It’s no secret that public defenders working for CPCS and our assistant district attorneys are paid woefully low salaries.  A public defender’s salary starts at $40,000 and an assistant district attorney’s salary starts even lower at $37,500.  This compensation ranks Massachusetts 41st nationally for entry level salaries for public defenders.  When adjusted by the cost-of-living index, Massachusetts is dead last.

An attorney doesn’t accept a position with CPCS or a District Attorney’s office because it pays well.  Both of these jobs require sacrifice and commitment to an ideal. Public defenders have made a commitment to uphold the constitutional right to counsel ensured by our federal and state constitutions.  Assistant District Attorneys have made a commitment to serving the interests of the Commonwealth by prosecuting alleged criminal behavior.

But the low starting pay is only part of the problem.  The ability to retain experienced prosecutors and public defenders has become a challenge.    Significant time and resources are spent training lawyers who then leave for jobs paying much more.

These facts beg the question: what impact do these low salaries have on attrition? How do they affect the overall system’s ability to deliver justice efficiently and effectively?  We are pleased that CPCS has decided it’s time to revisit raising salaries.  Both our public defenders and our state prosecutors deserve adequate compensation.

– Kathleen Joyce
Government Relations Director
Boston Bar Association
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Public Hearing on Forensic Sciences Comes on the Heels of BBA Drug Lab Report

On Monday, the Boston Bar Association released its Drug Lab Task Force Report making three recommendations including a call for enhanced auditing and oversight of our state drug labs.  The next day, the Joint Committee on Public Safety and Homeland Security held a public hearing and 4 bills dealing directly with forensic sciences were on the agenda.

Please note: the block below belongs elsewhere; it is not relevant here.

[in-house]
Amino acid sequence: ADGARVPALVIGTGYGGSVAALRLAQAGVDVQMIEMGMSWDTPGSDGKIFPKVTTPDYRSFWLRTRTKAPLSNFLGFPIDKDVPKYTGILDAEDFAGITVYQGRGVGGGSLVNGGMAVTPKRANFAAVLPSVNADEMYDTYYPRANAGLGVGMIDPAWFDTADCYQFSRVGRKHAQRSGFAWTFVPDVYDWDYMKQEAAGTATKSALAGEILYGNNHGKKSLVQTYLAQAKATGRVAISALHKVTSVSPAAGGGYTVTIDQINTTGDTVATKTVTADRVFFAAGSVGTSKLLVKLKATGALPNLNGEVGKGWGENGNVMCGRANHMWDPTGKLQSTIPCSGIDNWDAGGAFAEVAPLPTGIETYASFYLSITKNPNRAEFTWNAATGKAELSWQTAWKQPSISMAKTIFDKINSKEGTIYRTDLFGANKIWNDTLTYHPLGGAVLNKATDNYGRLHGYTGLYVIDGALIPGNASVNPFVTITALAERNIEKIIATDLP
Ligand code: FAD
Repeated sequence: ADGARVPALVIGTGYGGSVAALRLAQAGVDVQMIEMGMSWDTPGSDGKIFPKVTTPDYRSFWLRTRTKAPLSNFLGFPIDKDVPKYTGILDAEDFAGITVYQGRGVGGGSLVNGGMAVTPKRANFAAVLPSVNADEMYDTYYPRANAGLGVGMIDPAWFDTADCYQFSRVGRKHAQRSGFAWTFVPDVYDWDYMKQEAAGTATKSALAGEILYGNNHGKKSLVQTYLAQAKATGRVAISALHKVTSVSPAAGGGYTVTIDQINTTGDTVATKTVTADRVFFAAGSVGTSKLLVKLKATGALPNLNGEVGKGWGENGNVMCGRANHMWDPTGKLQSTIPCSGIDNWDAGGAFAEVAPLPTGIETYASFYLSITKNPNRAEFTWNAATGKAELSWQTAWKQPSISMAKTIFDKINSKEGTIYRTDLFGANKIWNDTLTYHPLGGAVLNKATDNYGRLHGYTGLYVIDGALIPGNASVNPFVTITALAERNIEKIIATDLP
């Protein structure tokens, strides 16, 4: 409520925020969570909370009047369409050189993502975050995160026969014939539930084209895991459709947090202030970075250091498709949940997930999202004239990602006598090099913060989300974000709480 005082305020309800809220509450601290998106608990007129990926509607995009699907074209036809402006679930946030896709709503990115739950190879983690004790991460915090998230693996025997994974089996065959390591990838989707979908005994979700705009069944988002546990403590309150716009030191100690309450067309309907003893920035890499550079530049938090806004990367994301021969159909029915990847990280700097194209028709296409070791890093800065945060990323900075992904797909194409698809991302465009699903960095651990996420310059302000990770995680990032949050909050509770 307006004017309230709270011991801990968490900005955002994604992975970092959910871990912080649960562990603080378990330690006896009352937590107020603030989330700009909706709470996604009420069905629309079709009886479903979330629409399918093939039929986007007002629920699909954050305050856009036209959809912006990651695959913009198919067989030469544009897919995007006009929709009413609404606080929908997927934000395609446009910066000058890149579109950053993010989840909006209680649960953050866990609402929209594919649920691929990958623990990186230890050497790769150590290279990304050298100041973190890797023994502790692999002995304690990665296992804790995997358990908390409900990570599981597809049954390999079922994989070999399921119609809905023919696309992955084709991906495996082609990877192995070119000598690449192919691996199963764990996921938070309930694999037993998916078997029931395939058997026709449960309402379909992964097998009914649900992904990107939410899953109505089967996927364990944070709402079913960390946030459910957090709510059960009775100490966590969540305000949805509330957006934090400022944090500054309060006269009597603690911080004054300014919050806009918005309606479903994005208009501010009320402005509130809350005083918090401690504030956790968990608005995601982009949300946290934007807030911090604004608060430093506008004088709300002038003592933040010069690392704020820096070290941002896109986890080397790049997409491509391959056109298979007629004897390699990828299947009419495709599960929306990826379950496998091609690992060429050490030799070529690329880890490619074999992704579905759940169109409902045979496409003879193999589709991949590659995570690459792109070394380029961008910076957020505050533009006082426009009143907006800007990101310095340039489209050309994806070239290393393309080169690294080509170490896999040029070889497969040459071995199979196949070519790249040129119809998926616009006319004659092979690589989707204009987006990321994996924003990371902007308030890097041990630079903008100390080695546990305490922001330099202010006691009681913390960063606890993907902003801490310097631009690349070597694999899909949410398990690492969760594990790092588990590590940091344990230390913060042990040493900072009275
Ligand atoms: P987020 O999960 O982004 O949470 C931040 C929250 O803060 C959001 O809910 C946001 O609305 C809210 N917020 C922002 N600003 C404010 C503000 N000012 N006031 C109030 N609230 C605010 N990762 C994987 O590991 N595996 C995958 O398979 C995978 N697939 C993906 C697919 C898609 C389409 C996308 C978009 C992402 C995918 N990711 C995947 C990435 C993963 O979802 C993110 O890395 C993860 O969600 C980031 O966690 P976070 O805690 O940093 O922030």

All 4 bills would address some of the concerns raised in our Drug Lab Report.  S 1112, filed by Senator Brownsberger, requires all forensic sciences laboratories to be independent; establishes an oversight board; requires that all forensic sciences laboratories be accredited by an accrediting body; and establishes a forensic sciences laboratory ombudsman within the Executive Office of Public Safety and Security.  S 1122, filed by Senator Creem, is modeled off one of the recommendations in the BBA’s Getting it Right Report and establishes a forensic sciences advisory board.   S 1153 filed by Senator Moore, requires forensic service providers to be accredited.  The final bill, S 1175, filed by Senator Tarr, requires more oversight of crime labs and seeks to establish a forensic services drug laboratory oversight board within the Executive Office of Public Safety and Security. 

A lot of positive actions have been taken in the wake of mishandling of evidence at our state drug labs.  For example, the Courts worked closely with defense attorneys and prosecutors to come up with policies and procedures for dealing with these cases.  In addition, Governor Patrick appointed David Meier to oversee the central office charged with assessing the criminal cases potentially jeopardized by the mishandling of evidence.  Meier then conducted a case by case review of individuals potentially affected.  Ultimately, Control of the state drug labs was moved from the Department of Public Health to the State Police Forensic Services Group.